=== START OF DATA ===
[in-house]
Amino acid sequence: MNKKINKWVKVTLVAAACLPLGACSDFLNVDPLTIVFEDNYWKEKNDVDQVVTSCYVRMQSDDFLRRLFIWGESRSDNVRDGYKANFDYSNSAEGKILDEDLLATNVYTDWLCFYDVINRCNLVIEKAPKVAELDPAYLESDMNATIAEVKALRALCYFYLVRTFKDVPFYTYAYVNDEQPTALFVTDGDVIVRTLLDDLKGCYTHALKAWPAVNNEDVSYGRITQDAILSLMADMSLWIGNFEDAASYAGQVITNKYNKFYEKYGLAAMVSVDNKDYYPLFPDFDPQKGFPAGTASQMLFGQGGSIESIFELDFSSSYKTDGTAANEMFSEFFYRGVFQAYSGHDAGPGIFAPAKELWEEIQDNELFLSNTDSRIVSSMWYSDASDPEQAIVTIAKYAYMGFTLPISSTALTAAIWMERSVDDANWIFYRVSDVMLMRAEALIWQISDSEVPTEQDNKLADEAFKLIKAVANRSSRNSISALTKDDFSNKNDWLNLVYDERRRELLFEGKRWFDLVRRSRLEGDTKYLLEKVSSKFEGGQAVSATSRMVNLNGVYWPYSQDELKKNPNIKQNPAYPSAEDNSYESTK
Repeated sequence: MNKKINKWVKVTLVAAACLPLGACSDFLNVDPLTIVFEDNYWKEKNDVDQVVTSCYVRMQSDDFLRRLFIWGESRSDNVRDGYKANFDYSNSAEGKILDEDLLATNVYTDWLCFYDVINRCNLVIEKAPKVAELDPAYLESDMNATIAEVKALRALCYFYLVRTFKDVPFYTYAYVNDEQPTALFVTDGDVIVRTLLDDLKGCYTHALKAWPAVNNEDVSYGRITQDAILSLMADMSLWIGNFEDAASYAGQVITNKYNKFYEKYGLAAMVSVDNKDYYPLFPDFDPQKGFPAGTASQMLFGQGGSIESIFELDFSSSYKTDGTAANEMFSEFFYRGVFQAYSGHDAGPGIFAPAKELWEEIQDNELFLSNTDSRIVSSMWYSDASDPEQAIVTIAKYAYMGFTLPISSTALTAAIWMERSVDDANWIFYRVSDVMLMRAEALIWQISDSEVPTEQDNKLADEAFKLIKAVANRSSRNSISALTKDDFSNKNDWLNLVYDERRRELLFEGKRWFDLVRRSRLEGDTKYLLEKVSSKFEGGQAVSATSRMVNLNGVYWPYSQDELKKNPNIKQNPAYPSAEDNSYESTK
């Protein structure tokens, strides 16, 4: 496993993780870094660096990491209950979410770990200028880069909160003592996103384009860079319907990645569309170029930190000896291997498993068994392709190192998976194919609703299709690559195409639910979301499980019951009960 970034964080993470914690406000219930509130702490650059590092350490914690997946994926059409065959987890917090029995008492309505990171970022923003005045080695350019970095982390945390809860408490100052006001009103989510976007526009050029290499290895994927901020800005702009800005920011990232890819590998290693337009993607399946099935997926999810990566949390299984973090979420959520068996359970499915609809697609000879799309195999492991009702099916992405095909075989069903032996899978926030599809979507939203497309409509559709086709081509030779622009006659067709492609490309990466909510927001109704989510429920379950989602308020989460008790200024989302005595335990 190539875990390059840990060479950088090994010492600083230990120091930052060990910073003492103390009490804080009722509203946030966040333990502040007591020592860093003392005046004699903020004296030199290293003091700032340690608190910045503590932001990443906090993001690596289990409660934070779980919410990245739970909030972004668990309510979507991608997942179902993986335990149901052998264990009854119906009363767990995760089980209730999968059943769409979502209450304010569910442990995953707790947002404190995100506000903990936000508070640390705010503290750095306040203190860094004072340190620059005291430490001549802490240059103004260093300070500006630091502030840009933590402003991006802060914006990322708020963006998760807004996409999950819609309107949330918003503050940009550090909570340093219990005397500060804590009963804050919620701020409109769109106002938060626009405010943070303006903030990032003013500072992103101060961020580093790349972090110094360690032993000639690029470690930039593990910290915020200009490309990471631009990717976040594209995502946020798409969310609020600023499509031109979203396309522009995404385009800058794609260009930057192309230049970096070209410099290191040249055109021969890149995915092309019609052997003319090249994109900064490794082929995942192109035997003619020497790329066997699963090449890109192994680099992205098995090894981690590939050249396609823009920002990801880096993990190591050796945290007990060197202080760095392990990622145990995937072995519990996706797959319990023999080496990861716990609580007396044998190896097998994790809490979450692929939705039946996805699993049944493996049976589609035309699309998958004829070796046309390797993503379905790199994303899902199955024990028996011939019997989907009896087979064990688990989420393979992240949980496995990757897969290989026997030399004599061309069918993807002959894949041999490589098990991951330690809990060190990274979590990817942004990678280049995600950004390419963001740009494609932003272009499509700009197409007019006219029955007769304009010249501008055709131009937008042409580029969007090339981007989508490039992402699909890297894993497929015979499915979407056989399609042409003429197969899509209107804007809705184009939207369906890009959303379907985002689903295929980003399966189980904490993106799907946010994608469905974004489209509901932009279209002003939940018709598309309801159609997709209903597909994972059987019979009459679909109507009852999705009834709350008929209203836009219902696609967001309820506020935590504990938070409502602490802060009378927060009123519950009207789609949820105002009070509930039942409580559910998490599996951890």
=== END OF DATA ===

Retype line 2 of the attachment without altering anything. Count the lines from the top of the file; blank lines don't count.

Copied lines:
Amino acid sequence: MNKKINKWVKVTLVAAACLPLGACSDFLNVDPLTIVFEDNYWKEKNDVDQVVTSCYVRMQSDDFLRRLFIWGESRSDNVRDGYKANFDYSNSAEGKILDEDLLATNVYTDWLCFYDVINRCNLVIEKAPKVAELDPAYLESDMNATIAEVKALRALCYFYLVRTFKDVPFYTYAYVNDEQPTALFVTDGDVIVRTLLDDLKGCYTHALKAWPAVNNEDVSYGRITQDAILSLMADMSLWIGNFEDAASYAGQVITNKYNKFYEKYGLAAMVSVDNKDYYPLFPDFDPQKGFPAGTASQMLFGQGGSIESIFELDFSSSYKTDGTAANEMFSEFFYRGVFQAYSGHDAGPGIFAPAKELWEEIQDNELFLSNTDSRIVSSMWYSDASDPEQAIVTIAKYAYMGFTLPISSTALTAAIWMERSVDDANWIFYRVSDVMLMRAEALIWQISDSEVPTEQDNKLADEAFKLIKAVANRSSRNSISALTKDDFSNKNDWLNLVYDERRRELLFEGKRWFDLVRRSRLEGDTKYLLEKVSSKFEGGQAVSATSRMVNLNGVYWPYSQDELKKNPNIKQNPAYPSAEDNSYESTK